Child, of Osterley Park. MP. and banker. A short history of Child & Co Francis Child's grandson Robert became senior partner in the business in 1763. When he died in 1782 he left no sons to inherit the business, and so the family fortune was settled upon his granddaughter, Sarah Sophia Fane. Sarah, an infant at the time of her inheritance, went on to marry the 5th Earl of Jersey and, upon coming of age in 1806, became senior partner of the bank; a role she was to fulfil for the next 61 years. Throughout that period, Child & Co remained extremely conservative in its outlook and activities, and is believed to have provided a model for the quaint Tellson's Bank in Charles Dickens' A Tale of Two Cities. ------------ The following Notice appeared in Jackson's Oxford Journal in 1770: OXFORD June 2 RADCLIFFE INFIRMARY Whereas the Trustees of the Will of Dr. Radcliffe, have, in Pursuance of the said Will, and at the sole Charge of the Trust, erected and furnished a spacious and commodious Edifice near the University of Oxford, with all convenient and proper Necessaries for a GENERAL INFIRMARY, which they have voluntarily offered for the general Use of the University and City of Oxford, and of the several Counties of Berks, Bucks, and Oxford. We, therefore, whose Names are here under written, being desirous of promoting and carrying into Execution the laudable design of the Donor and his Trustees, have agreed to pay into the Hands of the Right Hon. Lord Craven, the Reverend the Vice Chancellor of the University of Oxford, William Drake of Amersham, in the County of Bucks, Esquire, and Robert Child Esquire, and Company, of Temple Bar, London, Or one of them, the several and respective Sums placed against each and every of our Names, subject to the Rules and Orders here under written, and subject also to such further Rules, Orders, and Directions, as shall be agreed upon and ordered by any Seven or more of the Governors, Contributors to this Undertaking, at any of their future Meeting or Meetings, for carrying the Intention of the said Dr. Radcliffe and his Trustees into Execution. I. That each Contributor deposit in Advance the Amount of One Year's intended Benefaction at the Time of Subscribing. II. That no Person subscribing under Three Guineas per Annum, or Thirty Guineas Once paid for life, shall be entitled to vote as a Governor in the Choice of any Officer, or in any Matter whatsoever relative to the Conduct of the Charity. III. Every Person subscribing One Guinea per year may recommend One In-Patient in One Year. IV. All Persons subscribing above One Guinea and under Five Guineas, may always have One In-Patient. V. All Persons subscribing Five Guineas, or upwards, may have Two In-Patients. VI. Ladies subscribing as Governors may vote upon all Occasions by Proxy under their Hand and Seal. VII. That a General Meeting of the Governors will be held at the Hospital at Oxford on Saturday the Twenty-first Day of July next for opening the said Infirmary, and for nominating such Physicians, Surgeons, Apothecaries, Assistants and Officers, as they shall think proper, and for making such further Rules and Orders as shall be judged necessary and expedient. VIII. No Recommendation to be taken from Persons whose Subscription is in Arrear. All these Rules are liable to alteration and Amendment by the General Court of Governors. A list of annual subscribers was included in the Notice. The Duke and Duchess of Marlborough each subscribed £21. At that time there had been twelve subscriptions of £10.10s, nine of £5.5s., and one of £3.3s.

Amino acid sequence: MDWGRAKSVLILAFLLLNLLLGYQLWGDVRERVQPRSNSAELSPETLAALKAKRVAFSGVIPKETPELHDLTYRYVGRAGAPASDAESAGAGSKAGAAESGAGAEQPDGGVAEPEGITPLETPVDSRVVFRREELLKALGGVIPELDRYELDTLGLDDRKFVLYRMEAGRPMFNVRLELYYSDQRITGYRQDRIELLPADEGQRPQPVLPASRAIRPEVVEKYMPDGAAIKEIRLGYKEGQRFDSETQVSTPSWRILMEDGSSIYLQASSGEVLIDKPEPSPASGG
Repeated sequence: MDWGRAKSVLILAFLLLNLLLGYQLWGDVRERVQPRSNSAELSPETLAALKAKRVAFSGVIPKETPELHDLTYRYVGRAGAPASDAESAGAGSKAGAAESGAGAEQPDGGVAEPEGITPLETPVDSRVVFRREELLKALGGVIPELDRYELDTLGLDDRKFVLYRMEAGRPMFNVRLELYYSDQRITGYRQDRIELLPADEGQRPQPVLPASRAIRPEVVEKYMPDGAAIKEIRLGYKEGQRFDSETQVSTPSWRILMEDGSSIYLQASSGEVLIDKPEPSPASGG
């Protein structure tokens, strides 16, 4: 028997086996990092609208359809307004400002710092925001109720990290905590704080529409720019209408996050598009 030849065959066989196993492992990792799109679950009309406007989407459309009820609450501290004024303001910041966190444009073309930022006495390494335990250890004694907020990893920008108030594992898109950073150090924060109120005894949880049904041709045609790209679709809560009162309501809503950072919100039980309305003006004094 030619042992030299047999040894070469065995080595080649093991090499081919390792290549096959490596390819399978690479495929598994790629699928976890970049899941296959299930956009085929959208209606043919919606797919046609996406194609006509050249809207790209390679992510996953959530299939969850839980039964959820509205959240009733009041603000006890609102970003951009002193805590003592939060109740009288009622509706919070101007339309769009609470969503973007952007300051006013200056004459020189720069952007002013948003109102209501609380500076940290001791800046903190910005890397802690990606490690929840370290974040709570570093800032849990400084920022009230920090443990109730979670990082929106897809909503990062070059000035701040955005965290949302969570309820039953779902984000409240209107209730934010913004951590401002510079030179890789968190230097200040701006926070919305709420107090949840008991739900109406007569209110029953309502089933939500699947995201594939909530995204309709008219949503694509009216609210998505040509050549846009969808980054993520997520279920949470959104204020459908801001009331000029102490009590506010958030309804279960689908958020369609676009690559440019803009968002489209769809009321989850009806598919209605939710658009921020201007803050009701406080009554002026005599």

|Born: 1739||Baptised: |
|Died: 28th Jul 1782||Buried: Heston, Middx., , England 1782 |
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